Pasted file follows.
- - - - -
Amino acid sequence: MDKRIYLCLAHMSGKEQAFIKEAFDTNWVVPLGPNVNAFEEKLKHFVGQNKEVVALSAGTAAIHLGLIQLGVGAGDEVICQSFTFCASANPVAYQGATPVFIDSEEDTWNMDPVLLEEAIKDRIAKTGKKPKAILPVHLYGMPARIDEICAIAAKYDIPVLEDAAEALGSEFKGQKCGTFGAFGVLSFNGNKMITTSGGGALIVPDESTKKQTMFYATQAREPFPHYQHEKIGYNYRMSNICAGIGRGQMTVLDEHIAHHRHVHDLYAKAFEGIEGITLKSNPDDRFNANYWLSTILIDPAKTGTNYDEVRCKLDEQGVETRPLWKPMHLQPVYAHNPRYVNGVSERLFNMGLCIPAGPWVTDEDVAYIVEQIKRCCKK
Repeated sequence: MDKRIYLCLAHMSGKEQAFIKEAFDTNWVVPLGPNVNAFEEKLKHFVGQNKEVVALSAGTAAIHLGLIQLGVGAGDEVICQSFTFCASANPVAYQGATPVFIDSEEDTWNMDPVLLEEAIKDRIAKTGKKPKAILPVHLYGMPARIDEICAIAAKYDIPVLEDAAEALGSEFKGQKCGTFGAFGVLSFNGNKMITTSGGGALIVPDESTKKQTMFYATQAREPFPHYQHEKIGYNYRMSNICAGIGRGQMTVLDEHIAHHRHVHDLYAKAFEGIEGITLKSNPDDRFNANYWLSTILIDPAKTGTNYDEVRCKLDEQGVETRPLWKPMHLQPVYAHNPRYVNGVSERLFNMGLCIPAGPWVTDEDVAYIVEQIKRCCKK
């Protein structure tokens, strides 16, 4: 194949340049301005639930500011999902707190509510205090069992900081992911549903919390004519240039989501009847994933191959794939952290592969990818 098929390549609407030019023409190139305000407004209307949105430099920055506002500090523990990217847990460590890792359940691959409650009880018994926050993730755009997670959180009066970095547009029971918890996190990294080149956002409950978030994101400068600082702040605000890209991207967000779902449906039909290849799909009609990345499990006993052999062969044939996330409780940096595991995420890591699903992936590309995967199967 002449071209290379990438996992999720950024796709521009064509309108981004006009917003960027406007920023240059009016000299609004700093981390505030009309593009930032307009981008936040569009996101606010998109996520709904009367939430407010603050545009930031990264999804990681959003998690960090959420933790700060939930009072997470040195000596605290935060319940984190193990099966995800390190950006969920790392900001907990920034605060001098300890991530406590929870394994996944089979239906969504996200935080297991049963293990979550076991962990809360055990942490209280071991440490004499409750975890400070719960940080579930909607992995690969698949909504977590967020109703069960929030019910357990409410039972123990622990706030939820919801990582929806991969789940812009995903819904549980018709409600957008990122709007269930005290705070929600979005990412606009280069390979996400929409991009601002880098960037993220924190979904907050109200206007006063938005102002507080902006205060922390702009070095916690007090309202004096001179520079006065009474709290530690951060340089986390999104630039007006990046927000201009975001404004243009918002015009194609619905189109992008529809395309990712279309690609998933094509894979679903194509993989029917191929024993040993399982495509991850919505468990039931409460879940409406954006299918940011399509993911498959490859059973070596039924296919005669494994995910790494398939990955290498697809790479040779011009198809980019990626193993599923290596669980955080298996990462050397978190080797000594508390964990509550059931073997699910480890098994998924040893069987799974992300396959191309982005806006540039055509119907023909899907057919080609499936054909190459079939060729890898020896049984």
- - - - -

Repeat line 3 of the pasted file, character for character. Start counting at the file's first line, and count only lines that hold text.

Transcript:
């Protein structure tokens, strides 16, 4: 194949340049301005639930500011999902707190509510205090069992900081992911549903919390004519240039989501009847994933191959794939952290592969990818 098929390549609407030019023409190139305000407004209307949105430099920055506002500090523990990217847990460590890792359940691959409650009880018994926050993730755009997670959180009066970095547009029971918890996190990294080149956002409950978030994101400068600082702040605000890209991207967000779902449906039909290849799909009609990345499990006993052999062969044939996330409780940096595991995420890591699903992936590309995967199967 002449071209290379990438996992999720950024796709521009064509309108981004006009917003960027406007920023240059009016000299609004700093981390505030009309593009930032307009981008936040569009996101606010998109996520709904009367939430407010603050545009930031990264999804990681959003998690960090959420933790700060939930009072997470040195000596605290935060319940984190193990099966995800390190950006969920790392900001907990920034605060001098300890991530406590929870394994996944089979239906969504996200935080297991049963293990979550076991962990809360055990942490209280071991440490004499409750975890400070719960940080579930909607992995690969698949909504977590967020109703069960929030019910357990409410039972123990622990706030939820919801990582929806991969789940812009995903819904549980018709409600957008990122709007269930005290705070929600979005990412606009280069390979996400929409991009601002880098960037993220924190979904907050109200206007006063938005102002507080902006205060922390702009070095916690007090309202004096001179520079006065009474709290530690951060340089986390999104630039007006990046927000201009975001404004243009918002015009194609619905189109992008529809395309990712279309690609998933094509894979679903194509993989029917191929024993040993399982495509991850919505468990039931409460879940409406954006299918940011399509993911498959490859059973070596039924296919005669494994995910790494398939990955290498697809790479040779011009198809980019990626193993599923290596669980955080298996990462050397978190080797000594508390964990509550059931073997699910480890098994998924040893069987799974992300396959191309982005806006540039055509119907023909899907057919080609499936054909190459079939060729890898020896049984």